Demonstrators, who include a number of Jewish students, have disavowed antisemitism and criticized officials equating it with opposition to Israel.

“People are here in support of Palestinian people from all different backgrounds… (compelled by) their general sense of justice,” a 33-year-old graduate student at the University of Texas, Austin, who said he was Jewish and gave his name as Josh, told AFP.

Despite such assurances by activists, videos and testimonies have surfaced of apparent antisemitic incidents linked to the demonstrations.

Footage uploaded Friday showed a protester carrying a Palestinian flag yelling, “Go back to Belarus, go back to Poland, get the hell out of here” at Jewish students carrying Israeli flags at Columbia.

Coast to coast

At the University of Southern California in Los Angeles, 93 people were arrested for trespassing on Wednesday, authorities said, and the university canceled events at the May 10 graduation ceremony.

The ceremony, which usually attracts 65,000 people, made headlines this month when administrators canceled a planned speech by a top student after complaints from Jewish groups that she had links to antisemitic groups. She denied the charge.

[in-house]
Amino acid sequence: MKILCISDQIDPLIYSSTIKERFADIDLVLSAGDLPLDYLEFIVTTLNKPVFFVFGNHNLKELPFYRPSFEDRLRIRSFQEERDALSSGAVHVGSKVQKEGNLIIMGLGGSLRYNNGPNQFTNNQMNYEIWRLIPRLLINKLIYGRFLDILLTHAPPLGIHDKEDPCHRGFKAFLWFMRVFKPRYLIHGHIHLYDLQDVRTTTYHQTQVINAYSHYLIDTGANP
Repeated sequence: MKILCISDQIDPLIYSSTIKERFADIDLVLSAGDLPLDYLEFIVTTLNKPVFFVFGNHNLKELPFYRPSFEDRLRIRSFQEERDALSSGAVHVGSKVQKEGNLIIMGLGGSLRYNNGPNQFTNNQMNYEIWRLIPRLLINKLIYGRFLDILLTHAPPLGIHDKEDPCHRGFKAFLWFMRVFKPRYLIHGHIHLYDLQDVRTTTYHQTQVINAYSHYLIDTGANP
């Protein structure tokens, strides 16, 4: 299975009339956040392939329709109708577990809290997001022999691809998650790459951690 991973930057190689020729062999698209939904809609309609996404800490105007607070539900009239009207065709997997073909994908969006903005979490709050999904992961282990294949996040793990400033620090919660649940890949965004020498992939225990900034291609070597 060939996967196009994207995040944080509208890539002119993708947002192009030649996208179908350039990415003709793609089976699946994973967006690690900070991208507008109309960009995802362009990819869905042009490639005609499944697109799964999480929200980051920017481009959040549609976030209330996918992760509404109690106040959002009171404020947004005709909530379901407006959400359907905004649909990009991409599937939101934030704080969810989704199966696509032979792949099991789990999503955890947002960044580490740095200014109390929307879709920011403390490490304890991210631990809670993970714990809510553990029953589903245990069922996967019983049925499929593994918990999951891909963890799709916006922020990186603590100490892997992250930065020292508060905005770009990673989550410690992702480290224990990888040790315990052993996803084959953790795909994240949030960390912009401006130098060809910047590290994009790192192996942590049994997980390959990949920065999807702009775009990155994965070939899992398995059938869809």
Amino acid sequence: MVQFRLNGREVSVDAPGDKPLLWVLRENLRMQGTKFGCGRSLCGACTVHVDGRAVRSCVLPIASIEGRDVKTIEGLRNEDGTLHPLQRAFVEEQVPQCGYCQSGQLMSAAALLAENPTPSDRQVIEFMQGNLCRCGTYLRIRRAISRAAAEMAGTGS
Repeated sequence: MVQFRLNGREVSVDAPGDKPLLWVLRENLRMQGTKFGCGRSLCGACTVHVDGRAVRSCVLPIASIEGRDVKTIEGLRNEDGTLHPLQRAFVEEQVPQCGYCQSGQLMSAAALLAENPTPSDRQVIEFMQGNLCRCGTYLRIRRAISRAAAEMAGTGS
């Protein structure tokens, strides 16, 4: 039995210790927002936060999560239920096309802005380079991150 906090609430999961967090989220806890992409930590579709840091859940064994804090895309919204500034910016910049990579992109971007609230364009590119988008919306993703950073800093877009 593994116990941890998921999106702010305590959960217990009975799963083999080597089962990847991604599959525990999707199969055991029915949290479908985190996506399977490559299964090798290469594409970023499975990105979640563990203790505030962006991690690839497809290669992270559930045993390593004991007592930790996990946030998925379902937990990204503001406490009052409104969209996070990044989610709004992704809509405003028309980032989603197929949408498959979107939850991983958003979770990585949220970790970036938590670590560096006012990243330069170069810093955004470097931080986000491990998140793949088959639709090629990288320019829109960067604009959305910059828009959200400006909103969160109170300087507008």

Pro-Palestinian, anti-Israel activists and students from Emerson College block an alley where they have set up an encampment as police move in to clear it, in Boston, Massachusetts, on April 25, 2024. (Joseph Prezioso / AFP)

At Emerson College in Boston, local media reported classes were canceled Thursday after police clashed with protesters overnight, tearing down a pro-Palestinian, anti-Israel encampment and arresting 108 people.

In Washington, students from Georgetown and George Washington University (GW) established a solidarity encampment on the GW campus Thursday.

Protests and encampments have also sprung up at New York University and Yale — both of which also saw dozens of students arrested earlier this week — Harvard, Brown University, MIT, the University of Michigan, and elsewhere.

California State Polytechnic University, Humboldt said its campus could remain closed into next week due to protesters occupying buildings.

On Sunday, US President Joe Biden denounced “blatant antisemitism” that has “no place on college campuses.”

But the White House has also said the president supports freedom of expression at US universities.